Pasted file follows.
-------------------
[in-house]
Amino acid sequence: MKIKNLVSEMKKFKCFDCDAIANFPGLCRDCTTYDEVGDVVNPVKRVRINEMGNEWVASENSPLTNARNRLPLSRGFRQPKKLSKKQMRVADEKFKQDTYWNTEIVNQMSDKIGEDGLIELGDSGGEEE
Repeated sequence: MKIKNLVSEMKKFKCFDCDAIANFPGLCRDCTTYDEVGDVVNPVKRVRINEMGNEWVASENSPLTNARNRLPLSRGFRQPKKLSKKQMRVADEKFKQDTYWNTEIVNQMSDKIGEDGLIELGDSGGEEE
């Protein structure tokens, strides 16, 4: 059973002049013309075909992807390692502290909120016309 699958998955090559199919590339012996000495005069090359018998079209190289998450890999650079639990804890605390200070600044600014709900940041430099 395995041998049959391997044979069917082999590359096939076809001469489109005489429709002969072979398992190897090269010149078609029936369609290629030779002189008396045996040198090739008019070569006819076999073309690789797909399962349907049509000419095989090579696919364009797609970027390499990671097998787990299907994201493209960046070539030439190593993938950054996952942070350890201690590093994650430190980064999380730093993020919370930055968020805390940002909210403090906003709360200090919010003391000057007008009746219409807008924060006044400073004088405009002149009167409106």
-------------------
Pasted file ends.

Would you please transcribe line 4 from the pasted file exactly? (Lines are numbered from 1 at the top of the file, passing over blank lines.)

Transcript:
């Protein structure tokens, strides 16, 4: 059973002049013309075909992807390692502290909120016309 699958998955090559199919590339012996000495005069090359018998079209190289998450890999650079639990804890605390200070600044600014709900940041430099 395995041998049959391997044979069917082999590359096939076809001469489109005489429709002969072979398992190897090269010149078609029936369609290629030779002189008396045996040198090739008019070569006819076999073309690789797909399962349907049509000419095989090579696919364009797609970027390499990671097998787990299907994201493209960046070539030439190593993938950054996952942070350890201690590093994650430190980064999380730093993020919370930055968020805390940002909210403090906003709360200090919010003391000057007008009746219409807008924060006044400073004088405009002149009167409106």